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  • In the estuaries of Essex there are many private or semi-private oyster fisheries, where the method of culture is to dredge up the oysters in autumn and place them in pits, where they are sorted out, and the suitable ones are selected for the market.
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  • The genuine English "native" is produced in its greatest perfection in the Essex fisheries, and is probably the highest priced oyster in the world.
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  • On the 9th of October he acted as attorney to the king in the purchase of the manor of Thunderley, Essex.
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  • It is served by the Morris & Essex Division of the Delaware, Lackawanna & Western railroad and by the Orange branch (of which it is a terminus) of the Erie railroad, and is connected with Newark, South Orange and Bloomfield by electric lines.
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  • In 1871 he built a house at Grays, Essex, in an old chalk-pit, and after living there four years, moved successively to Dorking (two years) and Croydon (three years).
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  • In the reign of Elizabeth they had furnished a secretary to Sir Philip Sidney and to Essex in Sir William Temple (1555-1627), afterwards provost of Trinity College, Dublin, whose son, Sir John Temple (1600-1677), was master of the.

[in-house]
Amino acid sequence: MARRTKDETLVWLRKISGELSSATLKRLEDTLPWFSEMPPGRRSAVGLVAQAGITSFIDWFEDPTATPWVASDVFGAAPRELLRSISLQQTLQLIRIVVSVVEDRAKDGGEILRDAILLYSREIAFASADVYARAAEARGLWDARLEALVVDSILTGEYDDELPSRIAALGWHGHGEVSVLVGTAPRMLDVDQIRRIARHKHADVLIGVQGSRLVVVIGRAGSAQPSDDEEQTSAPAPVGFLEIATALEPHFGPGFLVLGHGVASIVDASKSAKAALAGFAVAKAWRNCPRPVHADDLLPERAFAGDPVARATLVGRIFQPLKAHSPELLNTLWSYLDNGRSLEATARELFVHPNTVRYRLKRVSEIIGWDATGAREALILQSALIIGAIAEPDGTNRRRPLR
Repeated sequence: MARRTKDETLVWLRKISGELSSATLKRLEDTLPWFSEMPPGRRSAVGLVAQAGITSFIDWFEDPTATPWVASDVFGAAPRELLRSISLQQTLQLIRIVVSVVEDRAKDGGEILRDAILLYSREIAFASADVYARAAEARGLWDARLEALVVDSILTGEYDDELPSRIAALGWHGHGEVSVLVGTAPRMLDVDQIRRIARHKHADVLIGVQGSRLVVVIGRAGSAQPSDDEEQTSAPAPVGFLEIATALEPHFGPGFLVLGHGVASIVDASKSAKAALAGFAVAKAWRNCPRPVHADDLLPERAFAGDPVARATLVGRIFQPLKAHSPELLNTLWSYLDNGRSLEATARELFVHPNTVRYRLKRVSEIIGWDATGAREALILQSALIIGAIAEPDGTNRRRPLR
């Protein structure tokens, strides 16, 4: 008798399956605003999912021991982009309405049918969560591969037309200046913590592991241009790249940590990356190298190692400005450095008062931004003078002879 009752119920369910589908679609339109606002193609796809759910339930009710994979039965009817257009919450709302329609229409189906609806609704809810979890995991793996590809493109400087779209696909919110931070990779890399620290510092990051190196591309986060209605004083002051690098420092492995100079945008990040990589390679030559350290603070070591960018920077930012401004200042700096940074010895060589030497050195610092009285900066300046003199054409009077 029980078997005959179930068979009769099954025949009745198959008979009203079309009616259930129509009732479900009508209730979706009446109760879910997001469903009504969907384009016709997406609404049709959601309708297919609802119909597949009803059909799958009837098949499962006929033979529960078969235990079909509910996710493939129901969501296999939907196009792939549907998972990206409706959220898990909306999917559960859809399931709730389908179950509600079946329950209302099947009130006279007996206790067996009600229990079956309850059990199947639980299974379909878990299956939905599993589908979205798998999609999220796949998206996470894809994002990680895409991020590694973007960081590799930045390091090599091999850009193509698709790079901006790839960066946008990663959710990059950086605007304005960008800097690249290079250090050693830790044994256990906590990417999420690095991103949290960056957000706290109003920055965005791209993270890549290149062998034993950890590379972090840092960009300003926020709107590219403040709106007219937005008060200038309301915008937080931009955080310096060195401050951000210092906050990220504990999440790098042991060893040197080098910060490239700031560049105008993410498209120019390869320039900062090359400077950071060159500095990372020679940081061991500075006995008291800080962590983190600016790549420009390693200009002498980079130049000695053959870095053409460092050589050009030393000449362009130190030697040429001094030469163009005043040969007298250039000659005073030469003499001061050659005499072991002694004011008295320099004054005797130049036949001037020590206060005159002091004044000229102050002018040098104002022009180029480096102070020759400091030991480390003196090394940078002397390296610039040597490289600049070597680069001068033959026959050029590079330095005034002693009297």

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  • The east and south coasts show considerable stretches of uniform uninflected coast-line, and except for the Farne Islands and Holy Island in the extreme north, the flat islands formed by ramifications of the estuaries on the Essex and north Kent coasts, and the Isle of Wight in the south, they are without islands.
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  • The distinction between the low grounds of the Jurassic belt and the Chalk country is not always very apparent on the surface, and from the historic point of view it is important to recognize the individuality of the Eastern plain which extends from the Vale of York across the Humber and the Wash into Essex.